Hayao Miyazaki’s award-winning masterpiece still stands tall above all other feature length animated films.
By Brad Hayne @LintMusic
Celebrating the 20th anniversary of its original Japanese release on July 20th, Spirited Away is a film that is visually breathtaking and can not be fully absorbed in one viewing.
Released at the perfect time in which to make Western animation giants such as Disney take notice (and possibly be very worried about being outdone), the Studio Ghibli film nabbed the Best Animated Feature Award at the 75th Annual Academy Awards, not to mention becoming Japan’s highest grossing film ever at the time.
Spirited Away centres around a 10 year old girl named Chihiro who gets separated from her parents and lost within a spirit realm. Taking elements such as super-naturalism and environmentalism, that were strong parts of his previous films, director Hayao Miyazaki weaves a coming of age tale heavily rooted in anti-consumerism and the dangers of over-excess.
It is this over-excess that resonates most amongst audiences still, particularly in the West. Chihiro’s parents represent a not-too-subtle American and European lifestyle of consumerism, with their Audi car, Polo shirts and credit cards (before being quite literally turned into pigs).
Miyazaki has stated in interviews that he has always taken issue with the notion of greed and has a nostalgic fondness for a simpler time when he was a child in World War II-era Japan. Many of his 80’s films such as My Neighbour Totoro had a distinct early 20th century Japanese feel to them, and were primarily aimed at children.
As the 90s came round, Disney was dominating the animated feature film market all around the world with powerhouse blockbusters such as Aladdin and The Lion King. Miyazaki, during this time, was producing the most Western-styled films of his career. Both Kiki’s Delivery Service and Porco Rosso have a distinct European setting, and showcase Miyazaki’s passion for flight, air-crafts and high adventure.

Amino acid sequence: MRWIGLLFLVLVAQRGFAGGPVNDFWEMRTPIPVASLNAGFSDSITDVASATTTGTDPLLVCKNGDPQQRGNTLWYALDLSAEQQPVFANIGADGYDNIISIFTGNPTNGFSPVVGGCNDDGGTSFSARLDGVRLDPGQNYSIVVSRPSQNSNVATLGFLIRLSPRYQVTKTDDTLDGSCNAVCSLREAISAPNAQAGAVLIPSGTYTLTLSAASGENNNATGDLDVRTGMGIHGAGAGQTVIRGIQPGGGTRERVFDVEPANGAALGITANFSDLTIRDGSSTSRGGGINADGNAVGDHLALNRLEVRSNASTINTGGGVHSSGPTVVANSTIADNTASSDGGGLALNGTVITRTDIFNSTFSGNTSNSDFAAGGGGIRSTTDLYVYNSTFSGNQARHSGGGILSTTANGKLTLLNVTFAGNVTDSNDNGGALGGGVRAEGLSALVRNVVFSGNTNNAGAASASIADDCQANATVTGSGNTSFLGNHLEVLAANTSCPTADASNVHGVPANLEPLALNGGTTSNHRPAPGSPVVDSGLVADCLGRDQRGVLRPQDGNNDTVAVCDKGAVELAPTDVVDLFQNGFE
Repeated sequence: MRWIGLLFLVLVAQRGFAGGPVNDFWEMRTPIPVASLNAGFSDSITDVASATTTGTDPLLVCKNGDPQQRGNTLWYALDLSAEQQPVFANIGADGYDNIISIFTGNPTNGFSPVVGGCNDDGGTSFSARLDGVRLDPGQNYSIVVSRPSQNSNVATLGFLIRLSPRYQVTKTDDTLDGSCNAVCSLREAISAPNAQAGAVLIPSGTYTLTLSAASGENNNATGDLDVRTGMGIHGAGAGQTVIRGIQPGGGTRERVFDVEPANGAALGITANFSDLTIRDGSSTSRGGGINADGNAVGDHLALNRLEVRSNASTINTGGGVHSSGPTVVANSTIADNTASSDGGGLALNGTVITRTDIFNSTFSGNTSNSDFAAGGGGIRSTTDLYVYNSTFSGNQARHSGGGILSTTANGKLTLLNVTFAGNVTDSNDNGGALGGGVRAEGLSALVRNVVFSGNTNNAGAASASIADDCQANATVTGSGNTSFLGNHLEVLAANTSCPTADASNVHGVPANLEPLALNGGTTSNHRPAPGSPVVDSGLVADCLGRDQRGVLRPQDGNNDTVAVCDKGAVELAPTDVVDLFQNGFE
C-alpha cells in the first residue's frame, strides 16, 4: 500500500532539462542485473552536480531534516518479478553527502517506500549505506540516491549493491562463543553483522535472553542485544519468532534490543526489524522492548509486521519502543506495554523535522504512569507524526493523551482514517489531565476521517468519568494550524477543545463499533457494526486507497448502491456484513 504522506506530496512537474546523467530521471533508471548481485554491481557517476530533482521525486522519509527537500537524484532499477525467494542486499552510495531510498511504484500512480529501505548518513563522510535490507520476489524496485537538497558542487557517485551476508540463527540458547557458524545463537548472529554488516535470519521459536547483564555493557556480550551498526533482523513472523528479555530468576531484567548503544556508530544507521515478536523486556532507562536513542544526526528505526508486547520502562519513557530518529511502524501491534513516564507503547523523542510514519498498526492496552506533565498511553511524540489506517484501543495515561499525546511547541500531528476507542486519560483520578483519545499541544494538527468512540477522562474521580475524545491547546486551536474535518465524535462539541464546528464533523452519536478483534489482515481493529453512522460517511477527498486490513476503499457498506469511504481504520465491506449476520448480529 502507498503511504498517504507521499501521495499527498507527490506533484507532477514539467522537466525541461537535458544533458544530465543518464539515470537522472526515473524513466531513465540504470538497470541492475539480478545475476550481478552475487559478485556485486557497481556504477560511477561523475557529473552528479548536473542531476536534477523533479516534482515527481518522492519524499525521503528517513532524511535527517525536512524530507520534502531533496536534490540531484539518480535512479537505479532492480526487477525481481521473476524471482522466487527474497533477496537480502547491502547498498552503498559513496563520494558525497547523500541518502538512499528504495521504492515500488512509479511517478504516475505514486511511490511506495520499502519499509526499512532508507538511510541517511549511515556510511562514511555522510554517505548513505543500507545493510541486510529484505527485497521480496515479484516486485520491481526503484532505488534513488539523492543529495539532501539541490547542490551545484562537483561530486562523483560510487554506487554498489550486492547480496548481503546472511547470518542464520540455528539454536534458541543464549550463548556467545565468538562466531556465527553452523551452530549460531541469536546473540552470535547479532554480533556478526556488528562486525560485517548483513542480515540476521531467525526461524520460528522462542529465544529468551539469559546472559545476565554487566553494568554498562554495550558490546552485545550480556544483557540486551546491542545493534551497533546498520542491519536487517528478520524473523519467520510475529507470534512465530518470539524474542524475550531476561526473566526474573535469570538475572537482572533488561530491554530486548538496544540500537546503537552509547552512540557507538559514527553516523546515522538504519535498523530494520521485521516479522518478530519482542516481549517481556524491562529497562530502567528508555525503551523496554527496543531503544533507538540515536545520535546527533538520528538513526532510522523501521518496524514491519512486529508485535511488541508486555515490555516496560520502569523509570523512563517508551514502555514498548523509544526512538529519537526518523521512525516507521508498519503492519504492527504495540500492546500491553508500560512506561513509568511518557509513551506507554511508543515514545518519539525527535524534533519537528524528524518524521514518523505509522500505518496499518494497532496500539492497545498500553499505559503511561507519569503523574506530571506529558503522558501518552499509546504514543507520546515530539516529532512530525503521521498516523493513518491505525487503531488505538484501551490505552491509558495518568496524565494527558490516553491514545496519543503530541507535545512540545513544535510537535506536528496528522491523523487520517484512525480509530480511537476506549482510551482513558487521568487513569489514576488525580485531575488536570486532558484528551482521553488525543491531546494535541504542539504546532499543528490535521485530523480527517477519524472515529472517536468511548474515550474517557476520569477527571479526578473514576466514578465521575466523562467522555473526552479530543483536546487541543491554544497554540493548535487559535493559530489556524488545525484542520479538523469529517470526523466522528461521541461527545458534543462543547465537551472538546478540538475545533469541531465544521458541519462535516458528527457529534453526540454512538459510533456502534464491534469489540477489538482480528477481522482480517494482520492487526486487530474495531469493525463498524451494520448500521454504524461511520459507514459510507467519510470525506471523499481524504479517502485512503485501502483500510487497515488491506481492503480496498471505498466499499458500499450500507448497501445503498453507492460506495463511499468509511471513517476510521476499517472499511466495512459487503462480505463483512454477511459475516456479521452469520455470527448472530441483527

Perhaps his darkest film yet came after, with the violent Princess Mononoke hammering home a message of environmentalism and the destruction humans are causing the planet. The film had massive distribution in the Western world, and swept up numerous awards.
Disney, in the meantime, had started to decline in quality, unable to keep up with the creative and relatable storytelling of studios such as Pixar and Dreamworks. This was a case of right place, right time for Ghibli to unleash Spirited Away into the world.
With distribution support from Pixar (then-CEO John Lasseter being a self professed Studio Ghibli fan), the film became an instant hit with Western audiences, despite, ironically, being Miyazaki’s most Japanese-styled film of his career.
But what stands the test of time the most with the film is that a lot of the magic that happens around Chihiro during her adventure defies explanation. It’s a perfect example of letting viewers make up their own minds about why certain events play out the way they do.
It would be a disservice, and perhaps outright false, to say that Hayao Miyazaki has not reached the artistic level of Spirited Away with his subsequent films. But there most likely won’t ever be another film like this one to come out of Japan and storm the world; mainly due to the fact that in the modern world of animation, Studio Ghibli has nothing left to prove, and no giants left to topple.
Film stills used with permission Ghibli Studios